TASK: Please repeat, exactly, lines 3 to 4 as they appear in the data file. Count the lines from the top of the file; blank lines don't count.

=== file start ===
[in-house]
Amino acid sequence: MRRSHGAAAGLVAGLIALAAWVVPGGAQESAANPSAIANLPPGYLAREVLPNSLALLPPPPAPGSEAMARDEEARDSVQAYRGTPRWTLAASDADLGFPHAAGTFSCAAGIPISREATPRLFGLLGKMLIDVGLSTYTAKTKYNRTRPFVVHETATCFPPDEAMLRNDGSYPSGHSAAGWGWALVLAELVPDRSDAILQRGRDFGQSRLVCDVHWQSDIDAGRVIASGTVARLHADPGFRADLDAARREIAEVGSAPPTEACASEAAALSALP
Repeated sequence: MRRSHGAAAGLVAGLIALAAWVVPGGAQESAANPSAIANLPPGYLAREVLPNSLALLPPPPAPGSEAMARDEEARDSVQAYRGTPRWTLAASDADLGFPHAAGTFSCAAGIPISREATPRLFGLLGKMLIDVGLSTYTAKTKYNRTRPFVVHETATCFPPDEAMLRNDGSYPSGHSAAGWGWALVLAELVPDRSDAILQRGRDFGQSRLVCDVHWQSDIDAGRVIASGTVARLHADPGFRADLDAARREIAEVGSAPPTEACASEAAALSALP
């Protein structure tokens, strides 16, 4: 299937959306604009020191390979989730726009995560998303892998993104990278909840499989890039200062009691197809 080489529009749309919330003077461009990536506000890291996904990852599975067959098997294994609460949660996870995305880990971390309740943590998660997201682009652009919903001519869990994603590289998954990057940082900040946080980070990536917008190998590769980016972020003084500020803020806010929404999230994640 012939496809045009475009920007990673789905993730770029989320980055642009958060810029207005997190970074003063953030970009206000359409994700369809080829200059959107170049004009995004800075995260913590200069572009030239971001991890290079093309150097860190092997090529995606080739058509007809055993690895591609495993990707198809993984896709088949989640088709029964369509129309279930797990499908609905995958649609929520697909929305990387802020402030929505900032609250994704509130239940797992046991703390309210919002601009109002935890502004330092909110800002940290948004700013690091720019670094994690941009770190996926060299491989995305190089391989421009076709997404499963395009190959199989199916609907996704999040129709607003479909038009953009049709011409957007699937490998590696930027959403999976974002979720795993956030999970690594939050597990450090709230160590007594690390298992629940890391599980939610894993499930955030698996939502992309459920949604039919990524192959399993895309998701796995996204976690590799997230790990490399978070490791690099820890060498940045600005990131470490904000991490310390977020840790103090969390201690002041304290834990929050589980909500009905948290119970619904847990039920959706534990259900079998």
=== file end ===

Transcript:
Repeated sequence: MRRSHGAAAGLVAGLIALAAWVVPGGAQESAANPSAIANLPPGYLAREVLPNSLALLPPPPAPGSEAMARDEEARDSVQAYRGTPRWTLAASDADLGFPHAAGTFSCAAGIPISREATPRLFGLLGKMLIDVGLSTYTAKTKYNRTRPFVVHETATCFPPDEAMLRNDGSYPSGHSAAGWGWALVLAELVPDRSDAILQRGRDFGQSRLVCDVHWQSDIDAGRVIASGTVARLHADPGFRADLDAARREIAEVGSAPPTEACASEAAALSALP
């Protein structure tokens, strides 16, 4: 299937959306604009020191390979989730726009995560998303892998993104990278909840499989890039200062009691197809 080489529009749309919330003077461009990536506000890291996904990852599975067959098997294994609460949660996870995305880990971390309740943590998660997201682009652009919903001519869990994603590289998954990057940082900040946080980070990536917008190998590769980016972020003084500020803020806010929404999230994640 012939496809045009475009920007990673789905993730770029989320980055642009958060810029207005997190970074003063953030970009206000359409994700369809080829200059959107170049004009995004800075995260913590200069572009030239971001991890290079093309150097860190092997090529995606080739058509007809055993690895591609495993990707198809993984896709088949989640088709029964369509129309279930797990499908609905995958649609929520697909929305990387802020402030929505900032609250994704509130239940797992046991703390309210919002601009109002935890502004330092909110800002940290948004700013690091720019670094994690941009770190996926060299491989995305190089391989421009076709997404499963395009190959199989199916609907996704999040129709607003479909038009953009049709011409957007699937490998590696930027959403999976974002979720795993956030999970690594939050597990450090709230160590007594690390298992629940890391599980939610894993499930955030698996939502992309459920949604039919990524192959399993895309998701796995996204976690590799997230790990490399978070490791690099820890060498940045600005990131470490904000991490310390977020840790103090969390201690002041304290834990929050589980909500009905948290119970619904847990039920959706534990259900079998």